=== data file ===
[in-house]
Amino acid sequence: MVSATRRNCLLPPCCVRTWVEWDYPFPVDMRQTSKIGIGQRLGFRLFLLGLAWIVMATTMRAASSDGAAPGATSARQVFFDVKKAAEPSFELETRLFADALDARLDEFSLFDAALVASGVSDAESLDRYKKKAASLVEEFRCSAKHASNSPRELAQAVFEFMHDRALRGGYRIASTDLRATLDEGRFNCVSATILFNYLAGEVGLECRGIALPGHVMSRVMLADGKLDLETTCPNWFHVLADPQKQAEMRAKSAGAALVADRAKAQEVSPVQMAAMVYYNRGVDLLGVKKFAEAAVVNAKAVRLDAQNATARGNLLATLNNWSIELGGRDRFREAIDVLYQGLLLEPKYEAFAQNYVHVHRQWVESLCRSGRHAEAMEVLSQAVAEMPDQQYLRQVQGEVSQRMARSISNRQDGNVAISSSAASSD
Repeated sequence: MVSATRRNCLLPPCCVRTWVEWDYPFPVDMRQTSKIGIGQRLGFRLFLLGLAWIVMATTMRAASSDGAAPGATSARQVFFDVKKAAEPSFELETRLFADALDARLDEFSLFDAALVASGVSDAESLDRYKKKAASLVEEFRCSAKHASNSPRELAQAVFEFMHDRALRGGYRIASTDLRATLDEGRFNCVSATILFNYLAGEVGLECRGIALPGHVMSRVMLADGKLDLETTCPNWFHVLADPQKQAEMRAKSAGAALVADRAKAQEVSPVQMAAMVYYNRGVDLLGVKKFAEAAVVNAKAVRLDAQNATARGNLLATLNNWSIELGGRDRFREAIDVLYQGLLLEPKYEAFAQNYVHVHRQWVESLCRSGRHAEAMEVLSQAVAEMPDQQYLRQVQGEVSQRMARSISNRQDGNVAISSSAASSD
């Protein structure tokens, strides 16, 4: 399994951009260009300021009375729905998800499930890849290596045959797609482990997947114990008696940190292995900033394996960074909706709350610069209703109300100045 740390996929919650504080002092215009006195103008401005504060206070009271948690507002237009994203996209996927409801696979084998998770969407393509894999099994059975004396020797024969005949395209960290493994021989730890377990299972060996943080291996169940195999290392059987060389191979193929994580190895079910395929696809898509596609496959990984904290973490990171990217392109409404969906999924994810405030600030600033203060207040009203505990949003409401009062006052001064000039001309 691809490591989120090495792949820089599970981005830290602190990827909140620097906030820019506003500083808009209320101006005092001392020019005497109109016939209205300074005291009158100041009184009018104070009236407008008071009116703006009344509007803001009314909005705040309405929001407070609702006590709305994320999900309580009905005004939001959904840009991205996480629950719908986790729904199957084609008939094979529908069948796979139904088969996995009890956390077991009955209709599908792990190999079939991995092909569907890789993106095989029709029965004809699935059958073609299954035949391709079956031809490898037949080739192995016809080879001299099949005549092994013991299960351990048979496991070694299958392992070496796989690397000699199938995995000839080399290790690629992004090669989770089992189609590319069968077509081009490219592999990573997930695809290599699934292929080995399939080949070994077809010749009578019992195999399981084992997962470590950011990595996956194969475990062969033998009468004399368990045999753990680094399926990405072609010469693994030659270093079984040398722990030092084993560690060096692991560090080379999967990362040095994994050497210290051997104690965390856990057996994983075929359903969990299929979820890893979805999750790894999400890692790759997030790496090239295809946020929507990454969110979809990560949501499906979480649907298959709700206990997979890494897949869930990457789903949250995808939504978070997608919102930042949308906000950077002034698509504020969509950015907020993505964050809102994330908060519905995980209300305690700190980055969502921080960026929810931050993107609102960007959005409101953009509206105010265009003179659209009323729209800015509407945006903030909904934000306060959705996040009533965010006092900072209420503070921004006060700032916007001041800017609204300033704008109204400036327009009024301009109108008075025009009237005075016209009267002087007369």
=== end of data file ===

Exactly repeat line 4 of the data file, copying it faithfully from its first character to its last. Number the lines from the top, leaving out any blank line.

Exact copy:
């Protein structure tokens, strides 16, 4: 399994951009260009300021009375729905998800499930890849290596045959797609482990997947114990008696940190292995900033394996960074909706709350610069209703109300100045 740390996929919650504080002092215009006195103008401005504060206070009271948690507002237009994203996209996927409801696979084998998770969407393509894999099994059975004396020797024969005949395209960290493994021989730890377990299972060996943080291996169940195999290392059987060389191979193929994580190895079910395929696809898509596609496959990984904290973490990171990217392109409404969906999924994810405030600030600033203060207040009203505990949003409401009062006052001064000039001309 691809490591989120090495792949820089599970981005830290602190990827909140620097906030820019506003500083808009209320101006005092001392020019005497109109016939209205300074005291009158100041009184009018104070009236407008008071009116703006009344509007803001009314909005705040309405929001407070609702006590709305994320999900309580009905005004939001959904840009991205996480629950719908986790729904199957084609008939094979529908069948796979139904088969996995009890956390077991009955209709599908792990190999079939991995092909569907890789993106095989029709029965004809699935059958073609299954035949391709079956031809490898037949080739192995016809080879001299099949005549092994013991299960351990048979496991070694299958392992070496796989690397000699199938995995000839080399290790690629992004090669989770089992189609590319069968077509081009490219592999990573997930695809290599699934292929080995399939080949070994077809010749009578019992195999399981084992997962470590950011990595996956194969475990062969033998009468004399368990045999753990680094399926990405072609010469693994030659270093079984040398722990030092084993560690060096692991560090080379999967990362040095994994050497210290051997104690965390856990057996994983075929359903969990299929979820890893979805999750790894999400890692790759997030790496090239295809946020929507990454969110979809990560949501499906979480649907298959709700206990997979890494897949869930990457789903949250995808939504978070997608919102930042949308906000950077002034698509504020969509950015907020993505964050809102994330908060519905995980209300305690700190980055969502921080960026929810931050993107609102960007959005409101953009509206105010265009003179659209009323729209800015509407945006903030909904934000306060959705996040009533965010006092900072209420503070921004006060700032916007001041800017609204300033704008109204400036327009009024301009109108008075025009009237005075016209009267002087007369």